If Franz Kafka had been in the congregation yesterday in the Kadimah hall on Selwyn Street in Caulfield Melbourne, he would have found the answer to the misery he experienced accompanying his father to the Yom Kippur service in early twentieth century Prague. Here was a service filled with meaning, clearly drawing from our shared sources in a way both respectful and challenging. Hypocrisy was not in the room. His awful experience of being with a father who was paying lip service to an identity not really his left a powerful imprint on young Franz and was one of the reasons he basically opted out of any serious engagement with Jewish life. The Yom Kippur service I was part of was the first for a long time where the Kavanna (the intention, focus or purpose) was powerful enough for me to honestly say that I had tears running down my cheeks many times during the service. The innovative Yizkor(remembrance) service which was so inclusive, the beautiful use of music, the extraordinary moment of Chazzanut (cantorial singing) by one of the 20 year olds, the fact that the service, even though it was run by young people and was ostensibly a youth movement service, brought in tens of adults, some even older than me (!), made this one of those rare moments in my life where I felt so totally proud to be doing what I do.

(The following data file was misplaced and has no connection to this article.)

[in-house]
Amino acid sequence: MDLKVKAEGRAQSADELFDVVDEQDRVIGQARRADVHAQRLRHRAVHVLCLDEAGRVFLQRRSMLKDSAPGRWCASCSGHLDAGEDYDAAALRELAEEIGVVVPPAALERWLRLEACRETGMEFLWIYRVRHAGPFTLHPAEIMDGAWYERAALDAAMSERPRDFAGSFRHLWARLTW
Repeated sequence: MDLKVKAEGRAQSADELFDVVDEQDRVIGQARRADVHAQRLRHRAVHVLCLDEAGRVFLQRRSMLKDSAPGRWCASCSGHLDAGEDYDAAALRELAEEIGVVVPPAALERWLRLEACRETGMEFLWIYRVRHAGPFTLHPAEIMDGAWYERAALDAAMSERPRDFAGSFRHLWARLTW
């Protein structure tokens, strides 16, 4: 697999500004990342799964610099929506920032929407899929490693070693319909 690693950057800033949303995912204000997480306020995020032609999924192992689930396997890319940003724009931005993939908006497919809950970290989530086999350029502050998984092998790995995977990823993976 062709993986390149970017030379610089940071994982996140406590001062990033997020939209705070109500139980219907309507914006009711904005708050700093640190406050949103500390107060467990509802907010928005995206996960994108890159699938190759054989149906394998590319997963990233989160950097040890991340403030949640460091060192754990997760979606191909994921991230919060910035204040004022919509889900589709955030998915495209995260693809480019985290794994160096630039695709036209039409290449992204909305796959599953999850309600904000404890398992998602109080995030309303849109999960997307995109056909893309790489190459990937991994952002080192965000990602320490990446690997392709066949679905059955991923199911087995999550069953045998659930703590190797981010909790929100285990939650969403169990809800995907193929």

(Add to this that the Kadimah Hall is filled with the nostalgia of an age which is fast slipping away as the remnants of the Yiddish speaking world slip away, and you get the potential of this space which resonates history as it tells the story of a moment in the Jewish world when we still believed that history would deal us the good cards.)